Missouri has experienced some large precipitation disparities this summer, ranging from moderate drought to historic flooding. The disparities have been especially notable in August. Some south central counties have received 15-20 inches of rain this month, whereas 120 miles to the north…not a drop.
Several counties across northern Missouri have received less than 2-inches of rain since July 1, which is more than 6-inches below normal. Crop stress has emerged in the driest areas, with some firing and leaf curling reported, more notably in upland areas, or in soils with higher clay or sand content. Cool July and August temperatures, in combination with below normal ET rates, have mitigated full drought stress potential but corn yields are declining due to the current high water demand of late planted corn, and during a critical growth stage. Soybean growth has also slowed down in these drier areas.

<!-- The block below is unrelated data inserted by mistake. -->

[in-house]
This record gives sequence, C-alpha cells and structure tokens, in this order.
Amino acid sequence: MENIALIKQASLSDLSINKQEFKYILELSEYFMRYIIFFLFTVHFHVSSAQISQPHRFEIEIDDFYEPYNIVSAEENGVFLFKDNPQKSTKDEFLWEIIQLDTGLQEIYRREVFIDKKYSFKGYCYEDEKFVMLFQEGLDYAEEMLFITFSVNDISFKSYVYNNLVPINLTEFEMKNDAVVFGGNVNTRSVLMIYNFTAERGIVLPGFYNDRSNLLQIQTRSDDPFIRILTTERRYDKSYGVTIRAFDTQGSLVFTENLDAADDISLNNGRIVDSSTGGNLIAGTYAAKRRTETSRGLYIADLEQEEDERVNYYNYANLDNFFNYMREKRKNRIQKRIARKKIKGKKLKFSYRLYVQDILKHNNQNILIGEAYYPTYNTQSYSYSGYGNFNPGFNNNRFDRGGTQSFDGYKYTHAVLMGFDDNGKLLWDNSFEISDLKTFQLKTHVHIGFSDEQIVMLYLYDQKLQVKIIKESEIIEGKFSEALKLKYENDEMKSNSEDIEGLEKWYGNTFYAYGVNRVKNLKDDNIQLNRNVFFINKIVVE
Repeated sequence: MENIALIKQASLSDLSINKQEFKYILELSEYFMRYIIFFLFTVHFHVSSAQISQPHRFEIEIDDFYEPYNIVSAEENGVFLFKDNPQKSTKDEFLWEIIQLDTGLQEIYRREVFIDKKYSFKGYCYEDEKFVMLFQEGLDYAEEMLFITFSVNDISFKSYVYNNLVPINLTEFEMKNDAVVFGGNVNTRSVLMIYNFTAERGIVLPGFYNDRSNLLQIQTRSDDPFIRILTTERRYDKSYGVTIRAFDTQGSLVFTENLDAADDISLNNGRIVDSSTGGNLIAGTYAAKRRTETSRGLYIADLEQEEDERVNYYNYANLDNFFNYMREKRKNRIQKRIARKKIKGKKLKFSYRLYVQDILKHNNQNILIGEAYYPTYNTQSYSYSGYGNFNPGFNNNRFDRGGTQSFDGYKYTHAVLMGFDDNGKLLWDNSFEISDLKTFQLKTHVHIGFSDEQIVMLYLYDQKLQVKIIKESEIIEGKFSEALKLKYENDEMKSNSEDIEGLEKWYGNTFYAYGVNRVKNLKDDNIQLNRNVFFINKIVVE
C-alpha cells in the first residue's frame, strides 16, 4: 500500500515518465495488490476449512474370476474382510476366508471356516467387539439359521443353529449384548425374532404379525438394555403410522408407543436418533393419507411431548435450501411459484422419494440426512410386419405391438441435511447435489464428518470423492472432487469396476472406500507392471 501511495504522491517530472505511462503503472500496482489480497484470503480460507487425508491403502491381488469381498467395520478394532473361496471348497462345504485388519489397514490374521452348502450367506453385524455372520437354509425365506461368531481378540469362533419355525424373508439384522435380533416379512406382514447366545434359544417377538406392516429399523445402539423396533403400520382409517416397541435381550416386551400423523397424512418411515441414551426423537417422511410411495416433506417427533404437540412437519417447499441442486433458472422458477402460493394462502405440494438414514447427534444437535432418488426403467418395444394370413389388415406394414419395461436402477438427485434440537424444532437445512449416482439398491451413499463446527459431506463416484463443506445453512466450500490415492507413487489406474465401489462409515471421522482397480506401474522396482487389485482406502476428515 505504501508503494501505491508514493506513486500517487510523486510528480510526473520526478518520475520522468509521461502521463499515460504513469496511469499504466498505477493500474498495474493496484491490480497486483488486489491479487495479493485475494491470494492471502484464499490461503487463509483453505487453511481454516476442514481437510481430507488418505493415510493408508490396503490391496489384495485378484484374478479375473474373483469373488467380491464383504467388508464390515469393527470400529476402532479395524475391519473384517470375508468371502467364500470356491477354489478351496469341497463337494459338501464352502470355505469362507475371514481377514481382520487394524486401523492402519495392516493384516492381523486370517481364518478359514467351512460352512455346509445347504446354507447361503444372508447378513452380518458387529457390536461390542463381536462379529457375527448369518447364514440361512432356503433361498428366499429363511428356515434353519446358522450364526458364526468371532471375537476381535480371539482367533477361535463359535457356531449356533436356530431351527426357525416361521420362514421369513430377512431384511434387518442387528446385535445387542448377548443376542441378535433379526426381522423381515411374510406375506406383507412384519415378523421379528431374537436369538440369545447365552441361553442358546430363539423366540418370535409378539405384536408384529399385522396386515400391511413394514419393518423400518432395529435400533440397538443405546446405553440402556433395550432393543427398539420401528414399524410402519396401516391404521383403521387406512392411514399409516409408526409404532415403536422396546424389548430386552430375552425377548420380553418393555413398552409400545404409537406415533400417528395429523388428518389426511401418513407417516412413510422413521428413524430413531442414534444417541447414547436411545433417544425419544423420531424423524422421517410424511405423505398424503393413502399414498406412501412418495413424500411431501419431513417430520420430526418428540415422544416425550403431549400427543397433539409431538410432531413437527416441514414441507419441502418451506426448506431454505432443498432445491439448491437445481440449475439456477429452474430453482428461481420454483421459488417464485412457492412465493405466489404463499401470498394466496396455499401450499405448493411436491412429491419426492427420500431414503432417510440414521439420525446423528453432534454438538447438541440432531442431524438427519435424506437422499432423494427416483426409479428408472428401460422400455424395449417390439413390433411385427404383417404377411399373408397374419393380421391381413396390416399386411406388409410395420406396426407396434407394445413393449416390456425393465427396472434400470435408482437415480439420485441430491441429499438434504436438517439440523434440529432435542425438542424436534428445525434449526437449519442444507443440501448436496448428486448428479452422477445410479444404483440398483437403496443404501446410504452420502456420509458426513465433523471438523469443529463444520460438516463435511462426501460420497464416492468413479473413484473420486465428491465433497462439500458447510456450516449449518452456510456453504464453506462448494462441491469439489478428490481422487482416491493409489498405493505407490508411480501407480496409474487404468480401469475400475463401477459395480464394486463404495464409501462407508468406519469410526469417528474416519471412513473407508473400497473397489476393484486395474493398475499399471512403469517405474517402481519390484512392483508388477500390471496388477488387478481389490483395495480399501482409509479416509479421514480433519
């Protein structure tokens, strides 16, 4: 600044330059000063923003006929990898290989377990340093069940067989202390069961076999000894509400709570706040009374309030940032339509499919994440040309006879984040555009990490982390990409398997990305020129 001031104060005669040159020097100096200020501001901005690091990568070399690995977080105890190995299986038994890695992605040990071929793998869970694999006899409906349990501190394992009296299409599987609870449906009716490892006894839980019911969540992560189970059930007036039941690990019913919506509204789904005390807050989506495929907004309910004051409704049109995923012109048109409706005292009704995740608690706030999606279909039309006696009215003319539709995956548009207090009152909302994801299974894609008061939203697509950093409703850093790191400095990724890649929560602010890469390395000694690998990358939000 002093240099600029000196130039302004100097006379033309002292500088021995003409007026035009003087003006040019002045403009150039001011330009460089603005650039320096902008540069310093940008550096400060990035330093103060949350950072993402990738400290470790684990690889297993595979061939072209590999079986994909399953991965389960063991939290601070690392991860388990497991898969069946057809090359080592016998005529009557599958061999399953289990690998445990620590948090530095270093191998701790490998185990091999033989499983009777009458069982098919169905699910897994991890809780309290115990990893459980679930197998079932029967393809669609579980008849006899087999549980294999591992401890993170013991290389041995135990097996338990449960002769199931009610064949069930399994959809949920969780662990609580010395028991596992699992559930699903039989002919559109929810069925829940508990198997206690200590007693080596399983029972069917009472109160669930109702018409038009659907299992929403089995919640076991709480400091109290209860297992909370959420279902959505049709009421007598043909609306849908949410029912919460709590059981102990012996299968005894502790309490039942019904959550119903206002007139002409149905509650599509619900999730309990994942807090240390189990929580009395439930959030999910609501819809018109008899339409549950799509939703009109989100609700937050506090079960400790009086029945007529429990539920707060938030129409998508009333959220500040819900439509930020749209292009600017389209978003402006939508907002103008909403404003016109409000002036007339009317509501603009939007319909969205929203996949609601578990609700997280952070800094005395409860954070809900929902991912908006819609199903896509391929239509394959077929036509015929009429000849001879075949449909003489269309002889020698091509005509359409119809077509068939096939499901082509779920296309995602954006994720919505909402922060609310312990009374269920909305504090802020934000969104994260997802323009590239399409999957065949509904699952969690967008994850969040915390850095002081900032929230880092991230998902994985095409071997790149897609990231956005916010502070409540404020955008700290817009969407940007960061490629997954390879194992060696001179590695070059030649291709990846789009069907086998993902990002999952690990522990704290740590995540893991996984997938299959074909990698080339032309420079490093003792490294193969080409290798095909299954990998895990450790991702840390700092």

Unlike last year, below normal evaporative rates this spring and summer has had less impact on surface water supplies, and they remain mostly adequate despite the extended dry spell across northern Missouri.
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